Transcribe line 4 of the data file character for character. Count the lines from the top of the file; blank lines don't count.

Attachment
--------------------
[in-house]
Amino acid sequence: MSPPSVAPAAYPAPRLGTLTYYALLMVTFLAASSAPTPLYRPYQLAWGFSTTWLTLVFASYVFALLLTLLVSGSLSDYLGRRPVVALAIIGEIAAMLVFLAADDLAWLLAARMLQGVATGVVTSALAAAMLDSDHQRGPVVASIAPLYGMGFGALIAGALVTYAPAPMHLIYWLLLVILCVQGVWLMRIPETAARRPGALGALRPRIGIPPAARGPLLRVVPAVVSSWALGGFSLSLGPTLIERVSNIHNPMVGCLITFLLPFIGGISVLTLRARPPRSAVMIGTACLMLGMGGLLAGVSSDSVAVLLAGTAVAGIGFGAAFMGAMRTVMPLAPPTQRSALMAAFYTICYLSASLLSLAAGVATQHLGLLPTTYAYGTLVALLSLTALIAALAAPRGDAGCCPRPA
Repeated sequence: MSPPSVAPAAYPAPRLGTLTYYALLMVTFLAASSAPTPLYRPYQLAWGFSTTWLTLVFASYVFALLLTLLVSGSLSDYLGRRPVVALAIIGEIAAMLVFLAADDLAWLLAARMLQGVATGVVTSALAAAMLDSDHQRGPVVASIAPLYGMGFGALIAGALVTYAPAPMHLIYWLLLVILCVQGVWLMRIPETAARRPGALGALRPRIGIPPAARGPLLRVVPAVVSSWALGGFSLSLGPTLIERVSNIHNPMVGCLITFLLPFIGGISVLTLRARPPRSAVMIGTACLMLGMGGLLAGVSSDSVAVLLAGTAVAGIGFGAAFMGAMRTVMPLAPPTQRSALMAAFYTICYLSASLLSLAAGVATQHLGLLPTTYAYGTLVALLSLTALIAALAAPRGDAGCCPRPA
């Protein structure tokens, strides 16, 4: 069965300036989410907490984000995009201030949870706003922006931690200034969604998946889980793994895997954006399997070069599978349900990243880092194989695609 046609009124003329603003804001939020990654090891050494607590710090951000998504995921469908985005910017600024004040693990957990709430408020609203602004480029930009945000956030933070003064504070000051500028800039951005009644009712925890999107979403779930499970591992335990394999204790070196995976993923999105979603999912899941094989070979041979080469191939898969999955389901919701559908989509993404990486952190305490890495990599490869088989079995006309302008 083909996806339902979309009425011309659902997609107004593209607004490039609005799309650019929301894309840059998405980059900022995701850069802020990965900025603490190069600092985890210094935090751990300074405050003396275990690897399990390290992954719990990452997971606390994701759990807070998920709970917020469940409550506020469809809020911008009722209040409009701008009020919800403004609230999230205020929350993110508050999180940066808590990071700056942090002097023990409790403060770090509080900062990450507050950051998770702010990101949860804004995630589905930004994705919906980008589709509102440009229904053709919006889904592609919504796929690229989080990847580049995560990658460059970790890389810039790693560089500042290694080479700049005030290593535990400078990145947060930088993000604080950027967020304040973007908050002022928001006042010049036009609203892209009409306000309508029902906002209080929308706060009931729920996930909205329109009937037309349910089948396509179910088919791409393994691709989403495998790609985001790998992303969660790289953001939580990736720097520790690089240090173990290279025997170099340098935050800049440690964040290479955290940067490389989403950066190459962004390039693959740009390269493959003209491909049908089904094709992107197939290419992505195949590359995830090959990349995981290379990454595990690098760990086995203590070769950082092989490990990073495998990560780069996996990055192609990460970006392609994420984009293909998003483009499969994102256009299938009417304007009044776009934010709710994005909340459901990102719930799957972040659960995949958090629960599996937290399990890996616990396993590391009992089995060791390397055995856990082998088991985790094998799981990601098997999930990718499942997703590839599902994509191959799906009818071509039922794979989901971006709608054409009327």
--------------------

């Protein structure tokens, strides 16, 4: 069965300036989410907490984000995009201030949870706003922006931690200034969604998946889980793994895997954006399997070069599978349900990243880092194989695609 046609009124003329603003804001939020990654090891050494607590710090951000998504995921469908985005910017600024004040693990957990709430408020609203602004480029930009945000956030933070003064504070000051500028800039951005009644009712925890999107979403779930499970591992335990394999204790070196995976993923999105979603999912899941094989070979041979080469191939898969999955389901919701559908989509993404990486952190305490890495990599490869088989079995006309302008 083909996806339902979309009425011309659902997609107004593209607004490039609005799309650019929301894309840059998405980059900022995701850069802020990965900025603490190069600092985890210094935090751990300074405050003396275990690897399990390290992954719990990452997971606390994701759990807070998920709970917020469940409550506020469809809020911008009722209040409009701008009020919800403004609230999230205020929350993110508050999180940066808590990071700056942090002097023990409790403060770090509080900062990450507050950051998770702010990101949860804004995630589905930004994705919906980008589709509102440009229904053709919006889904592609919504796929690229989080990847580049995560990658460059970790890389810039790693560089500042290694080479700049005030290593535990400078990145947060930088993000604080950027967020304040973007908050002022928001006042010049036009609203892209009409306000309508029902906002209080929308706060009931729920996930909205329109009937037309349910089948396509179910088919791409393994691709989403495998790609985001790998992303969660790289953001939580990736720097520790690089240090173990290279025997170099340098935050800049440690964040290479955290940067490389989403950066190459962004390039693959740009390269493959003209491909049908089904094709992107197939290419992505195949590359995830090959990349995981290379990454595990690098760990086995203590070769950082092989490990990073495998990560780069996996990055192609990460970006392609994420984009293909998003483009499969994102256009299938009417304007009044776009934010709710994005909340459901990102719930799957972040659960995949958090629960599996937290399990890996616990396993590391009992089995060791390397055995856990082998088991985790094998799981990601098997999930990718499942997703590839599902994509191959799906009818071509039922794979989901971006709608054409009327």